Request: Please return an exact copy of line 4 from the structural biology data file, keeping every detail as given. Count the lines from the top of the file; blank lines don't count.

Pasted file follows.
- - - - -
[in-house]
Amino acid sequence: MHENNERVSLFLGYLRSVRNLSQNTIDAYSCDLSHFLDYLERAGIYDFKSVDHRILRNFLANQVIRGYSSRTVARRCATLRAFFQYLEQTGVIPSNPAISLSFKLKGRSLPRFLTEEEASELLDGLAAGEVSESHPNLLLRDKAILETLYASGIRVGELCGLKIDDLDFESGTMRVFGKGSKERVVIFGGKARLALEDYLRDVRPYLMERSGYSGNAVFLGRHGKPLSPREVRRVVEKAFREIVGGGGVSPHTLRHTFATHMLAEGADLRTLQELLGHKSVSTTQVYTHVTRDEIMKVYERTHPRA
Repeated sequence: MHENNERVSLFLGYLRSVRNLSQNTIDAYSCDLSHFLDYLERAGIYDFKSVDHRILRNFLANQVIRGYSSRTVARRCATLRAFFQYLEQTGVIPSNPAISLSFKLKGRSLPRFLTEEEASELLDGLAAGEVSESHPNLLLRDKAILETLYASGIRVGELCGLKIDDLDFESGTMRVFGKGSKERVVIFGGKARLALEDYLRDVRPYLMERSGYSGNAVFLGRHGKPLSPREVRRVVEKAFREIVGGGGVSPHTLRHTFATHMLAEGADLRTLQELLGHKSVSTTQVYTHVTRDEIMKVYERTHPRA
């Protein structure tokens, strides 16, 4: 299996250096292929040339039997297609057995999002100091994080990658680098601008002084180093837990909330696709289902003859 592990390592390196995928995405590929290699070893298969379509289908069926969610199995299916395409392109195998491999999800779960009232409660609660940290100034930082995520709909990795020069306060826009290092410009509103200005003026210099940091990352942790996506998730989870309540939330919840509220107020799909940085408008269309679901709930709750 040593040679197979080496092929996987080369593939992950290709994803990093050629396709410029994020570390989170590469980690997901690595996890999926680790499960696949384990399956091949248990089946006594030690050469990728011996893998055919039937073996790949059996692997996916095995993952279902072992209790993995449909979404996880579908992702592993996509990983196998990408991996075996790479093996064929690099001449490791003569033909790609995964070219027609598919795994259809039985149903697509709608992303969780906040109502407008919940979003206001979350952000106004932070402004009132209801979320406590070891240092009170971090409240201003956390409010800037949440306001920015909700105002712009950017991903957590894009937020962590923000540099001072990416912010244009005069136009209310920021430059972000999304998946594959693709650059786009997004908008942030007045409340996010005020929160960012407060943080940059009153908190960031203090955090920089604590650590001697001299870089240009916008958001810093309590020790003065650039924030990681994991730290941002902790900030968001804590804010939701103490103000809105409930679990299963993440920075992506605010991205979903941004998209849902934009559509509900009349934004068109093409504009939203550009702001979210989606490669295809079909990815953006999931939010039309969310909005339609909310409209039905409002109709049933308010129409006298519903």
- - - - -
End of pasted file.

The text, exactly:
């Protein structure tokens, strides 16, 4: 299996250096292929040339039997297609057995999002100091994080990658680098601008002084180093837990909330696709289902003859 592990390592390196995928995405590929290699070893298969379509289908069926969610199995299916395409392109195998491999999800779960009232409660609660940290100034930082995520709909990795020069306060826009290092410009509103200005003026210099940091990352942790996506998730989870309540939330919840509220107020799909940085408008269309679901709930709750 040593040679197979080496092929996987080369593939992950290709994803990093050629396709410029994020570390989170590469980690997901690595996890999926680790499960696949384990399956091949248990089946006594030690050469990728011996893998055919039937073996790949059996692997996916095995993952279902072992209790993995449909979404996880579908992702592993996509990983196998990408991996075996790479093996064929690099001449490791003569033909790609995964070219027609598919795994259809039985149903697509709608992303969780906040109502407008919940979003206001979350952000106004932070402004009132209801979320406590070891240092009170971090409240201003956390409010800037949440306001920015909700105002712009950017991903957590894009937020962590923000540099001072990416912010244009005069136009209310920021430059972000999304998946594959693709650059786009997004908008942030007045409340996010005020929160960012407060943080940059009153908190960031203090955090920089604590650590001697001299870089240009916008958001810093309590020790003065650039924030990681994991730290941002902790900030968001804590804010939701103490103000809105409930679990299963993440920075992506605010991205979903941004998209849902934009559509509900009349934004068109093409504009939203550009702001979210989606490669295809079909990815953006999931939010039309969310909005339609909310409209039905409002109709049933308010129409006298519903």